A text message from David Rudat, the former Sammamish city manager, to Christie Malchow, at the time the deputy mayor, directing her to delete emails subject to public records requests surfaced this week while Malchow responded to a more recent public record request.
June 8, 2022: Mayor Christie Malchow tendered her resignation from the Sammamish City Council today, effective June 12.
Malchow cited missing too many family obligations for he young children and with her husband.
Malchow was midway through her second term.
The council must select a new mayor. The deputy mayor is Kali Clark, but her position doesn’t automatically elevate her to mayor. Both positions are ceremonial, selected by the council–not the voters.
Clark is only in her sixth month as deputy mayor in her first term in public office. It’s unlikely that Karen Moran, who served two years as mayor and who is six months into her second term on the council, will be selected to succeed Malchow. Moran has been a divisive force on the council. She also opposed the ethics investigation of former city manager David Rudat. She still opposes releasing the reports to the public.
Kent Treen is also unlikely to be named mayor. He’s in his final two years of his first term and like Moran, opposed the ethics probe and release of the reports to the Sammamish voters.
Pam Stuart served one full term but did not seek reelection. However, when Ken Gamblin resigned in January, Stuart was appointed to his seat by the King County Council when the Sammamish City Council deadlocked over the appointment.
April 26, 2022: Some on the Sammamish City Council just don’t get it. Mayor Christie Malchow and Member Karen Moran sure don’t.
Members Amy Lam, Kali Clark, and Karen Howe get it, especially Howe. Howe provided an eloquent argument for why the Rudat ethics investigative reports should be made public. She is providing leadership that is, sadly, absent from Mayor Malchow, who now flip-flops her votes. She did so twice in last week’s meeting.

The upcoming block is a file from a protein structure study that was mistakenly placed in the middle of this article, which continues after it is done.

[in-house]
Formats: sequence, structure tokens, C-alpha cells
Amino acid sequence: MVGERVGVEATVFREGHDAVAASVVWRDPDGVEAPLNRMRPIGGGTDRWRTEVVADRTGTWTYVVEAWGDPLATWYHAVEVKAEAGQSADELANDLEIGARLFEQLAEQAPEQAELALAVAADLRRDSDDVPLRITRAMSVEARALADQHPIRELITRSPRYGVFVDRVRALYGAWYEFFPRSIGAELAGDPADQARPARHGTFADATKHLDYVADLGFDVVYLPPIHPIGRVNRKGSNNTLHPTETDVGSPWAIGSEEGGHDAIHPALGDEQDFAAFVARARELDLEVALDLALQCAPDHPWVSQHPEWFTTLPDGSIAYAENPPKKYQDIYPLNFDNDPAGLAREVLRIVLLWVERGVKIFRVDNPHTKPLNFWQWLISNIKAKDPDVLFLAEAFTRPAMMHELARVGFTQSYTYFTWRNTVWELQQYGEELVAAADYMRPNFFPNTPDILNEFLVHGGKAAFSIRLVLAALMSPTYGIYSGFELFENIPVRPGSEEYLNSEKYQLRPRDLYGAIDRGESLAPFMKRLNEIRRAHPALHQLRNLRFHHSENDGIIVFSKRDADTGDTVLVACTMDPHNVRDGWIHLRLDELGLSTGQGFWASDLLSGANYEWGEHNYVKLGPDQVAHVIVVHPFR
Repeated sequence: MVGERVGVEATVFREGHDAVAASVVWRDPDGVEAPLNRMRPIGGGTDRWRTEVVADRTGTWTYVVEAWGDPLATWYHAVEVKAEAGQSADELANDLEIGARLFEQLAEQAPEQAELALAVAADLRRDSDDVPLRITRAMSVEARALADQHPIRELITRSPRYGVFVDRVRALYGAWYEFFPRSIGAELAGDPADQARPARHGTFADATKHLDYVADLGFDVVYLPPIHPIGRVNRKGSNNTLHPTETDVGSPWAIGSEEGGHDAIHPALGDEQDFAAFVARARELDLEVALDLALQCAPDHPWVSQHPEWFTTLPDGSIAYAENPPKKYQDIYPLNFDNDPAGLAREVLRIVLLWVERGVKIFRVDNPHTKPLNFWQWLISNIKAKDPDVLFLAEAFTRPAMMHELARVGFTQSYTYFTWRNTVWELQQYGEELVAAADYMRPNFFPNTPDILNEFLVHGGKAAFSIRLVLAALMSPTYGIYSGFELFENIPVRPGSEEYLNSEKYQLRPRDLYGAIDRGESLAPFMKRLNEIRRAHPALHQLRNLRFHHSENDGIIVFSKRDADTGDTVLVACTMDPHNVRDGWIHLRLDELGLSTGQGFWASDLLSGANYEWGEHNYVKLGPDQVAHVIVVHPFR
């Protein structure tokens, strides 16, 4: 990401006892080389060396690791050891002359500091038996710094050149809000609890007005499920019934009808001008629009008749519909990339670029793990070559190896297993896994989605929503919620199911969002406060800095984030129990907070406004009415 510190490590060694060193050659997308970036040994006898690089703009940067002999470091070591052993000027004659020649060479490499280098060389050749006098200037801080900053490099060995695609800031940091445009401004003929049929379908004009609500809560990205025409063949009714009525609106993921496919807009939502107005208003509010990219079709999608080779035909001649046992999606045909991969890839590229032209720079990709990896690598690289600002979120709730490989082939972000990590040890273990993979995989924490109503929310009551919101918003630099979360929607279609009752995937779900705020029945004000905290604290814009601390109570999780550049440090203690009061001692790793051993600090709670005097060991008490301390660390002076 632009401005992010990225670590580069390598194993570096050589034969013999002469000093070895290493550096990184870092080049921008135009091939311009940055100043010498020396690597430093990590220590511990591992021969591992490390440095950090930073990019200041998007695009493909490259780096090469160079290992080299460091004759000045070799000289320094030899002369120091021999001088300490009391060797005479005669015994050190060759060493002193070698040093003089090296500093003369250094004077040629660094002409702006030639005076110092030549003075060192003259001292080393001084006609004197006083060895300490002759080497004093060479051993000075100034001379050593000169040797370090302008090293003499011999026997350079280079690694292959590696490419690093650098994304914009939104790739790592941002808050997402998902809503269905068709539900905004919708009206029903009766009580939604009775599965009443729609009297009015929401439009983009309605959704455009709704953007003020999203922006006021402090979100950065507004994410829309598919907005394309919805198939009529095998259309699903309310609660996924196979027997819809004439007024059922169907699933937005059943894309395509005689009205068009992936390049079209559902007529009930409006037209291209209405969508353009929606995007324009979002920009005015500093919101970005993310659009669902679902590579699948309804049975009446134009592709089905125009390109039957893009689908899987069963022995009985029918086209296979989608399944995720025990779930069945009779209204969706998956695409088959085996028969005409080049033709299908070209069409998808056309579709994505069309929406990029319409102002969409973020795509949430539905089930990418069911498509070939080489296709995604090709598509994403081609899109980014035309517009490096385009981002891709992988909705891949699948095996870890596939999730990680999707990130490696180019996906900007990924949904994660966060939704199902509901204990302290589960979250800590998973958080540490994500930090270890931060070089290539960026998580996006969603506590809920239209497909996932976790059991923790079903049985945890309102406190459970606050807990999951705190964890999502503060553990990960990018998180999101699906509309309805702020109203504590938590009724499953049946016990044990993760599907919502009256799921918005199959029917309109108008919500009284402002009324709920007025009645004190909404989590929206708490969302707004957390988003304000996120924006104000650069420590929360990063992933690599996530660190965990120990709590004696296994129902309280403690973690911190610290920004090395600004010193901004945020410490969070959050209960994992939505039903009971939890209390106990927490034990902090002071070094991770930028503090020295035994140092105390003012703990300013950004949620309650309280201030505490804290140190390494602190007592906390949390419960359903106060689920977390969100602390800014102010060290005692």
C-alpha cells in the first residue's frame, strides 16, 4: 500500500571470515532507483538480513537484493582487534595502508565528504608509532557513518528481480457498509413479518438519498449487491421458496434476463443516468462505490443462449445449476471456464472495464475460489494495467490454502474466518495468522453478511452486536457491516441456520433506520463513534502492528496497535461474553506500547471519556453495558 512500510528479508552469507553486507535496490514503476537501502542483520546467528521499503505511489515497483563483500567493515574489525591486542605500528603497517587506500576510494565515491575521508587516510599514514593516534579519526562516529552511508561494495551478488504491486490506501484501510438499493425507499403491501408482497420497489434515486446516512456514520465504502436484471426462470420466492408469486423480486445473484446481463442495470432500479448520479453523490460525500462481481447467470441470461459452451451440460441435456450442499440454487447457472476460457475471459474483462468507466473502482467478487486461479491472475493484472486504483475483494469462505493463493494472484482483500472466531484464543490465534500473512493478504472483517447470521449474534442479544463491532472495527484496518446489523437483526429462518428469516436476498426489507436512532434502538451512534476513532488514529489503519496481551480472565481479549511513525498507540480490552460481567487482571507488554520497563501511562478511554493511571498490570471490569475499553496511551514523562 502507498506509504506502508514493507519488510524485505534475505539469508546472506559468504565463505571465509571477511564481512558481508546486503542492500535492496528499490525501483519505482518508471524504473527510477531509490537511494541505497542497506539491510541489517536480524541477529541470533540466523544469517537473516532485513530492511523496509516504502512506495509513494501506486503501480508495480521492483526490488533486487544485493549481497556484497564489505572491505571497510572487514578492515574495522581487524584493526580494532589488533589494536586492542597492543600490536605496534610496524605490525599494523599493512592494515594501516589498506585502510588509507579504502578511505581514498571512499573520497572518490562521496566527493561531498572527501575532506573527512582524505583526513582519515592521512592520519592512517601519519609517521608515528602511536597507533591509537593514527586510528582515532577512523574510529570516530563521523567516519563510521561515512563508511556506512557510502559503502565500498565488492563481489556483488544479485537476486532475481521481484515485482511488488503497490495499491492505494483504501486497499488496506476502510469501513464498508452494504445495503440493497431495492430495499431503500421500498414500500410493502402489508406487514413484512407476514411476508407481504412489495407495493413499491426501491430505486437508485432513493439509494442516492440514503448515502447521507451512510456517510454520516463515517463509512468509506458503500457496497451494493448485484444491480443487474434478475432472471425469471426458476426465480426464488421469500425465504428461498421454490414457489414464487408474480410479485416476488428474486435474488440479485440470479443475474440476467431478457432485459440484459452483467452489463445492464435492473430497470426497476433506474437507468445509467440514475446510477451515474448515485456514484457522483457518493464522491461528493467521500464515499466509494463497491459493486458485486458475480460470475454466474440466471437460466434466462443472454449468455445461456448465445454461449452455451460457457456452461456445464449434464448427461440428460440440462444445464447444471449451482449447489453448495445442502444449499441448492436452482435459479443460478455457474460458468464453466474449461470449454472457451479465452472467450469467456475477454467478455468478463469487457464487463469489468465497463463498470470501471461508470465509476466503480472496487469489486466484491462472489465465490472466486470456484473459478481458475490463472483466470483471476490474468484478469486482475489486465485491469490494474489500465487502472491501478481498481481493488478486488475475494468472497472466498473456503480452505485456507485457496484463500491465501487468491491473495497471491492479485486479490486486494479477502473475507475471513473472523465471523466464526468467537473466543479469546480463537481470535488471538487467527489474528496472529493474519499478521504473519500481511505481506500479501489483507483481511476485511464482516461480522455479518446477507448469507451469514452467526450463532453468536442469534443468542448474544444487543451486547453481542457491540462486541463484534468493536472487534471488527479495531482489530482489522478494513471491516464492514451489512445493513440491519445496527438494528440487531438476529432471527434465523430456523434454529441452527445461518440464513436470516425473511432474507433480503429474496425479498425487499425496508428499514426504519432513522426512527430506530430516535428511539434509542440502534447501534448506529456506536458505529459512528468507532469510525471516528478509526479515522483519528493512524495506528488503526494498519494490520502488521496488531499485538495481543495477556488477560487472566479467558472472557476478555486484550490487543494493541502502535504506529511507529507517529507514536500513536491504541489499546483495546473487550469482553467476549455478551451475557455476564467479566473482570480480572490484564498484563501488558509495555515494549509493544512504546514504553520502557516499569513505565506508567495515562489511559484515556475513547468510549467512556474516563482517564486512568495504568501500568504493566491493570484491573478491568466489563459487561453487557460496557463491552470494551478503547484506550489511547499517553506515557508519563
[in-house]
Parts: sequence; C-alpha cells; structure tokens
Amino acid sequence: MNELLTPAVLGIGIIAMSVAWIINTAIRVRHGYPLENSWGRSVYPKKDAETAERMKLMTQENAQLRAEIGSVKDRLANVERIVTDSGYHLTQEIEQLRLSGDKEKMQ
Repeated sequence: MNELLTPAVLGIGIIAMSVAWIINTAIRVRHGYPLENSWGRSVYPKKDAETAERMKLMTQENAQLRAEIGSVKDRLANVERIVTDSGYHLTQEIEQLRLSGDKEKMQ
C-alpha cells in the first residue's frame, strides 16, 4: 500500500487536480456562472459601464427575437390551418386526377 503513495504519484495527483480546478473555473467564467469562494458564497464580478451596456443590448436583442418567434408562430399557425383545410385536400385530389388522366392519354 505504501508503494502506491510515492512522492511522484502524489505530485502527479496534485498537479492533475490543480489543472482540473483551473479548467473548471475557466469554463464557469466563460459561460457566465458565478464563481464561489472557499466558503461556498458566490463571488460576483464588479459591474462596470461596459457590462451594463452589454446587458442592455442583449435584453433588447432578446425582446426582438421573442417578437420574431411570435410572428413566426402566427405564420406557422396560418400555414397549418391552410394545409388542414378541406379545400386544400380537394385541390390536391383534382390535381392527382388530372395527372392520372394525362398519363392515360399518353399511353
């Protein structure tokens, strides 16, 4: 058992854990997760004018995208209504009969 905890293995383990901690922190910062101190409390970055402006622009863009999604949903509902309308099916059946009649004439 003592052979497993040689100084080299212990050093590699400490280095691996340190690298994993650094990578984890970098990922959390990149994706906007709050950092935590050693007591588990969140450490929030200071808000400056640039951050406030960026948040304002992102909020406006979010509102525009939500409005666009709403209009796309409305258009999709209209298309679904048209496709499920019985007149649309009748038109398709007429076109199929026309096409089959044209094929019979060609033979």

Sammamish Comment has written much about the Rudat probe and why the reports of his misdeeds should be made public. We won’t repeat these long details. Last Tuesday’s city council meeting brings up new issues in the debate over releasing the reports.
April 20, 2022: The Sammamish City Council deadlocked in two more votes this week on the release of the reports of the ethics investigation of former City Manager David Rudat.
Votes were taken Tuesday on two motions; each failed on a 3-3 deadlock.
Council Member Amy Lam moved to release the report with certain redactions. Mayor Christie Malchow offered an amendment to release the report, under attorney-client privilege, only to the council members. Malchow voted against this motion on April 5, which failed in a 3-3 vote. Offering the same motion this week represents a flip-flop by Malchow. The amendment failed on a 3-3 vote, with Malchow, Deputy Mayor Kali Clark and Council Member voting in favor. Lam voted with Members Kent Treen and Karen Moran in opposing this motion. Lam’s flip from the April 5th vote defeated Malchow’s amendment.
On Lam’s main motion, Lam, Howe and Clark voted in favor of releasing a redacted report. Malchow flipped again and once more sided with Treen and Moran against releasing the report, even in a redacted form. Treen and Moran were opposed to the ethics probe all along and continue to oppose any release of the reports to the public. Only an executive summary has been released.
Malchow under pressure